The State of Same-Sex Marriage in Texas

Scales of Justice

The state of Texas has consistently taken steps to outlaw same-sex or gay marriage.

Under Title 1 of the Texas Family Code, Chapter 2 provides that a marriage license may be issued to a "man and a woman." Section 2.001 (b) specifically states that "[A] license may not be issued for the marriage of persons of the same sex. Section 6.204 specifically addresses the recognition of a same-sex or union. This section defines a civil union as any relationship other than marriage, then goes on to prohibit a civil union, as well as same-sex marriage.

Even though the marriage was defined by statute prior to 2005 to consist of the union of one man and one woman, a referendum made its way onto the ballot (Texas Proposition 2) that year, which passed overwhelmingly. Proposition 2 created an amendment to the Texas Constitution that limits marriage to opposite-sex relationships. The stated purpose of the constitutional amendment was to ward off any efforts by judges to find statutes banning same-sex marriage unconstitutional.

Individuals who are legally joined together in a same-sex marriage in another state may also encounter difficulties if they move to Texas and then want to file for divorce. Texas state officials have challenged any attempts by judges to grant a divorce to parties in a legal same-sex marriage, contending that protecting the traditional definition of marriage also means protecting the traditional definition of divorce. Texas, like many other states that do not sanction same-sex marriages within their borders, also does not recognize the legitimacy of a same-sex marriage obtained in another state.

In an amendment to the Texas Family Code in 2009, a provision was added allowing individuals who had undergone court-recognized sex or name changes to obtain a marriage license. In response, some transgender individuals met the requirements of the statute and obtained marriage licenses. However, in a ruling in May 2011, a Texas judge nullified the marriage between a firefighter and his transgender wife, contending that gender is "fixed at birth by the Creator," thereby making an attempted marriage between two people who were the same gender at birth a violation of Texas law.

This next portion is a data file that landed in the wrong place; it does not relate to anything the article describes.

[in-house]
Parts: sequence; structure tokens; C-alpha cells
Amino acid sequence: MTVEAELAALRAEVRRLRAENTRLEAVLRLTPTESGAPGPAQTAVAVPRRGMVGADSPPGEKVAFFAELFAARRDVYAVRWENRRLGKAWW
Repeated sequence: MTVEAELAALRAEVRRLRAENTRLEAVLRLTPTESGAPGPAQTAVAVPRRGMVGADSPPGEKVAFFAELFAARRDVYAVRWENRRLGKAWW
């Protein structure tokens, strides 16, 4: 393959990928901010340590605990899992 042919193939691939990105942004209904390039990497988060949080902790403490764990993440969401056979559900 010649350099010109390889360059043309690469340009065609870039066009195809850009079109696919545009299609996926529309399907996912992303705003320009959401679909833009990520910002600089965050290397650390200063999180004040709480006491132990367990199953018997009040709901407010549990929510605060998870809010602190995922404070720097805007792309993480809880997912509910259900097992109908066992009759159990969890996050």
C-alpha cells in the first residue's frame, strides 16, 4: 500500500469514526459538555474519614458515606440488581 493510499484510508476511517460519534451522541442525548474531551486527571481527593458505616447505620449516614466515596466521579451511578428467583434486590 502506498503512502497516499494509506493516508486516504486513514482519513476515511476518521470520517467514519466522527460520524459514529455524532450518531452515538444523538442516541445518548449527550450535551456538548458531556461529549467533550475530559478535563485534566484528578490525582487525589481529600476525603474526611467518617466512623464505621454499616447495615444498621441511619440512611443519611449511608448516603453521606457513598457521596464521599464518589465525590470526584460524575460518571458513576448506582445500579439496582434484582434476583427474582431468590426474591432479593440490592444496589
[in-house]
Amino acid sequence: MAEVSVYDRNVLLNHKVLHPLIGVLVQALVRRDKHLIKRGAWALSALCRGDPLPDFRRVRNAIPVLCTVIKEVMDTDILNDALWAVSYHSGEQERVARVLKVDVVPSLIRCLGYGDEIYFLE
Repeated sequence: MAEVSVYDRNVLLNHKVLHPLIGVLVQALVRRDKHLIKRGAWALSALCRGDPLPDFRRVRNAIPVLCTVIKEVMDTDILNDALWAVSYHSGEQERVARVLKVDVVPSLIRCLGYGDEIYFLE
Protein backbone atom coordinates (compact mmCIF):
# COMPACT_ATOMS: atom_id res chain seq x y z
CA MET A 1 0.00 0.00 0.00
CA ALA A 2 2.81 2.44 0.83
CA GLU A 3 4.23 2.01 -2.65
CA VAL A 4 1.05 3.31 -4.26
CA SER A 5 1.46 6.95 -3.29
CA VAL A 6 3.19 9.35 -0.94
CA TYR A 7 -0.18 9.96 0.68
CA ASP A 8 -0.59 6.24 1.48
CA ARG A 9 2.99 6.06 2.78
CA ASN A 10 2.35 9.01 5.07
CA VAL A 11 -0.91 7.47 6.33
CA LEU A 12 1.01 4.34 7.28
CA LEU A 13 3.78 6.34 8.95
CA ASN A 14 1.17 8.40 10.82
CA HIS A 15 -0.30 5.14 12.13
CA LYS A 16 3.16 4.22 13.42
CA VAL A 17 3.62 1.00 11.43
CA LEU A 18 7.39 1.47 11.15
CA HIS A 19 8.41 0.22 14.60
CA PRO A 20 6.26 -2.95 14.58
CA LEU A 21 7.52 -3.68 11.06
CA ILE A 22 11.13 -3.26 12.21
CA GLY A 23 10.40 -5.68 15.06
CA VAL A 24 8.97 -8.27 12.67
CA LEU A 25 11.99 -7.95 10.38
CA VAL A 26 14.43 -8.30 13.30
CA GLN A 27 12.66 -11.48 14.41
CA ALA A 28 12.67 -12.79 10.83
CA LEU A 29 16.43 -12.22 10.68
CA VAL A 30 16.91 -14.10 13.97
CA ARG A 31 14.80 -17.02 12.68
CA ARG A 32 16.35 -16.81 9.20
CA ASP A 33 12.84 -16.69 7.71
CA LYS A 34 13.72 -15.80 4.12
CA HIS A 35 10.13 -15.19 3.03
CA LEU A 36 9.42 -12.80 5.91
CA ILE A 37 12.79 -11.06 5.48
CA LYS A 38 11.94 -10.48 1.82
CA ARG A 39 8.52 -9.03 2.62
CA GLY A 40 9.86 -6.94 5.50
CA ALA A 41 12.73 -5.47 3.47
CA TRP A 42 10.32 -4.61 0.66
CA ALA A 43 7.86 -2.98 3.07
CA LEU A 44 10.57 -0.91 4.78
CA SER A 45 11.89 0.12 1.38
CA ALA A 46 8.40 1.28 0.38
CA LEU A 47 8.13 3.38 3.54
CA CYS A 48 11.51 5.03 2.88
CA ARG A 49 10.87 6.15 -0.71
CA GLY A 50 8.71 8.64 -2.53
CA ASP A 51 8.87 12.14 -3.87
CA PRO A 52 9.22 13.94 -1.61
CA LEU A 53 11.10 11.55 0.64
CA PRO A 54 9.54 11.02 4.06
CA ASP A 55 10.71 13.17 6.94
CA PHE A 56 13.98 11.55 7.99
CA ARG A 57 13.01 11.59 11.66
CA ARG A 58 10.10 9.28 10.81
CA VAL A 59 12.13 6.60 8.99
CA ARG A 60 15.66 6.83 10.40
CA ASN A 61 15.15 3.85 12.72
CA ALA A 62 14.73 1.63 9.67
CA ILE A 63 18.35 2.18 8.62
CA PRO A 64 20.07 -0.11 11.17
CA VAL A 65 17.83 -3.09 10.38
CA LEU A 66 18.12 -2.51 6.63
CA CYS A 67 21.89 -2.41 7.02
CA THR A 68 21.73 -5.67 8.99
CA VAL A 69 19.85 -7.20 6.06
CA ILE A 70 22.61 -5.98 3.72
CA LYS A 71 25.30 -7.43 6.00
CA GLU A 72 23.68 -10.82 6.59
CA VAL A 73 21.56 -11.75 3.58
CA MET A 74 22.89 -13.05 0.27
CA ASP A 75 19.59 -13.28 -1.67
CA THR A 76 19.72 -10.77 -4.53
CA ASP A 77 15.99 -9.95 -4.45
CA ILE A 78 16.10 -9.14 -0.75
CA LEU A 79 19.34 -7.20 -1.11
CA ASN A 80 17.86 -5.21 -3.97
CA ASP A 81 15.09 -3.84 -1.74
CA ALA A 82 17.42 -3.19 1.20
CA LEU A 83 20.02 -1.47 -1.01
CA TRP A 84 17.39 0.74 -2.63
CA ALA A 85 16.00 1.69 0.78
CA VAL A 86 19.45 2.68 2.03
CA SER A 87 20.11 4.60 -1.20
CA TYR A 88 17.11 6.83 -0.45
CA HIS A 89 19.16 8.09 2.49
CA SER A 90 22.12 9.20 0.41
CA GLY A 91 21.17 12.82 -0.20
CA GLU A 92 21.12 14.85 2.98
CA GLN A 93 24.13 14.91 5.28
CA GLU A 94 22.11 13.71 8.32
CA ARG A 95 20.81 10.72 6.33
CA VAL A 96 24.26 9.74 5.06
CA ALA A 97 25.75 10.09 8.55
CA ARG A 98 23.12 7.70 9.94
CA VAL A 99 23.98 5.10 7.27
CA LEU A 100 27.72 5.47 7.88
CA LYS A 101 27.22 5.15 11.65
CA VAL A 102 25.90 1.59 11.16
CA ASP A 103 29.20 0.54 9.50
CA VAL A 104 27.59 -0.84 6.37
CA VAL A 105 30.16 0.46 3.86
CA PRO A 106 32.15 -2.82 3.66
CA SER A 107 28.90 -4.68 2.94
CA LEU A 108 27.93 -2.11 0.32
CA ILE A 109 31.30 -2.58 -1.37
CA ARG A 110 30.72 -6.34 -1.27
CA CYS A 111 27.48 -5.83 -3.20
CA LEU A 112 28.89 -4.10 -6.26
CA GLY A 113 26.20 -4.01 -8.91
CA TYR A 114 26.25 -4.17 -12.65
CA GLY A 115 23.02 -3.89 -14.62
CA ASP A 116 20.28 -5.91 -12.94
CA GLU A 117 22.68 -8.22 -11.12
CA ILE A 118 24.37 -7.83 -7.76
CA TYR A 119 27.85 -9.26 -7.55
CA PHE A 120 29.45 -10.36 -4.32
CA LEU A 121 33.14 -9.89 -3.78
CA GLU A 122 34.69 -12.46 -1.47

Contact Pfister Family Law

At Pfister Family Law, we bring two decades of experience to people throughout north Texas. Attorney John Pfister is board-certified in family law by the Texas Board of Legal Specialization. We have the experience to know that every case is unique and that the strategy that works for one client may not meet the needs of others. We can help you protect your rights in court or can work with you to resolve your family law differences through alternative means, including negotiated settlements or mediation.

To schedule an appointment with an experienced divorce lawyer, contact our office online or call us at (972) 370-5172.

Related Posts
  • Divorce Preparation: Were You Ready or Caught Unaware? Read More
  • What Would Happen with Your Business if You Divorce? Read More
  • Court Hearings on Zoom During COVID-19 Read More